How do the band go about writing songs, when you are not improvising or writing in the shower?

We do take song writing very seriously as well.   Usually songs are written by individual members and they are brought to the group and we flush them out – you know: arrangements, harmonies etc.   Ed is a very task oriented writer, he will sit down and take a week or two and sequester himself and write.  Usually the results are a multitude of songs.   Kevin on the other hand is always writing songs, he is a musical production machine.  Not only does he play every instrument, he is constantly writing and recording music.   With Jim, music plays a big role in his family, both his kids play and he started the ukulele choir in his kids school – he is always surrounded by music as well.   Those three guys are always writing.  Myself, I’m not so much a songwriter as I am a collaborator – so I feel like my job is to support each of those guys with their vision and obviously the whole vision of the band.  I am quite happy in that role.

On tour with you in the UK you have Boothby Graffoe – that wonderfully named Lincolnshire town!  How did he and you get together?

Boothby is our spiritual guide in the UK.  We have known him for years, he has opened every tour we have done there since about 1999 or 2000, except for the last one when Colin Hay opened for us.  But Boothby is so great he fits in with our sensibility from his sense of humour point of view but also he is a really under rated songwriter.  He writes some beautiful songs – whether they have witty lyrics or not he is  a real talent and his performance too is second to none.  Our fans love Boothby and as a matter of fact the last tour where we had Colin – who is an incredible singer songwriter himself and a lovely Scottish man – our fans we like ‘where’s Boothby?’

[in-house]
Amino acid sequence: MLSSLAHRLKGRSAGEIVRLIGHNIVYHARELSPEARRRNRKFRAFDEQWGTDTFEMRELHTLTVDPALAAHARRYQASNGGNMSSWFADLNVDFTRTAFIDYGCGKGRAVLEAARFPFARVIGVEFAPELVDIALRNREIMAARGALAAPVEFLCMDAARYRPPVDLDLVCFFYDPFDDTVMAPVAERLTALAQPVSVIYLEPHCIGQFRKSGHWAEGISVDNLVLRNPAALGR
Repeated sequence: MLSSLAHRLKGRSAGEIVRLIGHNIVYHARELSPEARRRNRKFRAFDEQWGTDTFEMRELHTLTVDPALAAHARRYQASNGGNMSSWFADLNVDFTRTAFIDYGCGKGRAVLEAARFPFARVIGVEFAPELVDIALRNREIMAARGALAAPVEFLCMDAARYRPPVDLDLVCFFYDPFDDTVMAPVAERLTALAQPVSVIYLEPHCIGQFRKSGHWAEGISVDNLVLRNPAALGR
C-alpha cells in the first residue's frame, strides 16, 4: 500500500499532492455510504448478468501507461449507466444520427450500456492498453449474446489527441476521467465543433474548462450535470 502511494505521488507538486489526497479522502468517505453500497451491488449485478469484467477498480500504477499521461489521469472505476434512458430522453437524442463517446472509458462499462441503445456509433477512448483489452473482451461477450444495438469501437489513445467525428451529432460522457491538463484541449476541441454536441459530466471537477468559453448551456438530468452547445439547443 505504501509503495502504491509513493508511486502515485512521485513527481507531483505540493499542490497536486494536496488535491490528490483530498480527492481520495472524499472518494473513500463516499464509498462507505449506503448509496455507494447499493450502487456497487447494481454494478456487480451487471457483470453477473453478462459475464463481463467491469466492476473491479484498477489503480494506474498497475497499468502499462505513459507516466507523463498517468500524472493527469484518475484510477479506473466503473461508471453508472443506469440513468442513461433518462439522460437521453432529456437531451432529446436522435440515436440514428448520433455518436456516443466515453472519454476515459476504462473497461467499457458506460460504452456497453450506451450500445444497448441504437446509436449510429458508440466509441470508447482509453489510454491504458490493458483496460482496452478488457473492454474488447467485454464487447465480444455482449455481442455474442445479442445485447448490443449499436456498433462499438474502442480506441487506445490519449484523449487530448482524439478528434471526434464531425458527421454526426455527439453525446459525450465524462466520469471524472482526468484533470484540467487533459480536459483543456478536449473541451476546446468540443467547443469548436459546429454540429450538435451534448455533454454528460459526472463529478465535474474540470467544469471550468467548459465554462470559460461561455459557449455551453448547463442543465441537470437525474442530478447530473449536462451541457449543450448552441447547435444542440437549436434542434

I am guessing that you guys don’t take yourself too seriously?

Well, I think we take ourselves seriously as professionals and as a band.   We have been doing this for a long time – our commitment is always to putting on a good show, so that is very serious.   Are we the second coming of Thom Yorke… eh no!   Is this the most important music that has ever been written?  No.  And I don’t think we would ever cast ourselves that way.  I think we are definitely down to earth people, and that is part of the whole ethos of the band.  But we take what we do quite seriously.

Barenaked Ladies play Cambridge Corn Exchange on Thursday 8th Septemberfor tickets click here

Barenaked LadiesCambridgeCambridge Corn ExchangeLast Summer on EarthUK Tour